Animal Scientist, Dr Yemi Popoola, of Institute of Agricultural Research and Training (IAR&T) Ibadan, on Tuesday, advised snail farmers on the need for regular checks on snail housing units to prevent contamination of the pens from dead snails.

He gave the advice in an interview with newsmen in Ibadan, saying the practice would help farmers to produce healthy and high yielding snails.

He said farmers should endeavour to always remove left over feed daily and ensure that pens and surroundings of the snail farm were kept clean.

He added that “snail farmers should always make sure that the soil is well covered with dry leaves (mulching) and should wet the soil adequately in dry season and let it remain moist at all times.

“Always check the wire netting and ensure that mosquito net is intact; check whether the water in the gutter/water bath is adequate for prevention of soldier ants’ attack.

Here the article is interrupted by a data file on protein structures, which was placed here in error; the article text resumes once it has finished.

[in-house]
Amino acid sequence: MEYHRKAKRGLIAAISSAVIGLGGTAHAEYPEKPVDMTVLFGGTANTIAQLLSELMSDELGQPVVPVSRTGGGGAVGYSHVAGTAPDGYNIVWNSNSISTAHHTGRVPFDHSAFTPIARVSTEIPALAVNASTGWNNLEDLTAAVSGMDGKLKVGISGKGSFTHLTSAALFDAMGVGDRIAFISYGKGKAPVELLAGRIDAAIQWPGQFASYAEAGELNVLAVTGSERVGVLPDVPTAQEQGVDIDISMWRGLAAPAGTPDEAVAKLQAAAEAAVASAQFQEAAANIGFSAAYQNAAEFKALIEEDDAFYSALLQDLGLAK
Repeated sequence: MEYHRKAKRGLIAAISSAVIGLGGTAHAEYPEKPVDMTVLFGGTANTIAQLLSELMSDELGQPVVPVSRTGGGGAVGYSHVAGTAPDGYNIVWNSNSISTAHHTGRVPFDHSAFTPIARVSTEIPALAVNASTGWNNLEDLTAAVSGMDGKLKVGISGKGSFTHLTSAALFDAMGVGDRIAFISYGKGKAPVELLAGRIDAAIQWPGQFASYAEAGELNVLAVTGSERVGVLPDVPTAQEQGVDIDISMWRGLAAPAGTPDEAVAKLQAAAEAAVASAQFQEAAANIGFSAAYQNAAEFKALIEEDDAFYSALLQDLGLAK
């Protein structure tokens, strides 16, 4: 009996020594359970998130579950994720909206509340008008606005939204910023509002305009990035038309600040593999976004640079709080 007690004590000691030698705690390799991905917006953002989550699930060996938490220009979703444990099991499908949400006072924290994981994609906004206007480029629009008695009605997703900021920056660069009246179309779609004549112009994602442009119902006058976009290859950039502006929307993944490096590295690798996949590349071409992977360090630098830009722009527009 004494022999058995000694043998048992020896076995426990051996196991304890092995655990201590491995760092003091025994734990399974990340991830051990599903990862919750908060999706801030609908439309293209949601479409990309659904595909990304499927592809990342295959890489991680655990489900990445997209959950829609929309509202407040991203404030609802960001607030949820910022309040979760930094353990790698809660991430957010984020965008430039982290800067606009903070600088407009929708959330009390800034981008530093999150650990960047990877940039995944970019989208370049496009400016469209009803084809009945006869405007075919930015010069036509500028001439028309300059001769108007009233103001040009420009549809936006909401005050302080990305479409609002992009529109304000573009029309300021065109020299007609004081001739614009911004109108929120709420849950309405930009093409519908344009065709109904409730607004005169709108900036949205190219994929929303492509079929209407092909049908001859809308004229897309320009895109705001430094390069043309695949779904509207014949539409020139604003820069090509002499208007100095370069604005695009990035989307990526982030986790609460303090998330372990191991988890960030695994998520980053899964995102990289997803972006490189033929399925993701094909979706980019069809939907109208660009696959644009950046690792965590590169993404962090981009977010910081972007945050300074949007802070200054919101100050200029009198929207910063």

“They should always feed the snails after sunset between 5 p.m. and 6 p.m. to preserve the freshness of the feed and always keep the door to the housing unit shut.”

The animal scientist enjoined the farmers to ensure they put snails of the same specie and size together whenever they wanted to raise the animal.

Popoola advised individuals to consume snails, stressing that the protein content of the animal was high.

He said “in fact, people from the age of 40 and above should take more snail than meat; snail helps to reduce the level of cholesterol in the body and has several other health benefits.”

He, however, advised people, especially unemployed youths, to engage in snail farming, pointing out that it was a good source of income.

He noted that “snail farming requires low capital to start, there is high demand both locally and internationally and all species of snail are good for production.

“Youths can start snail farming even at the back yards of their houses.”

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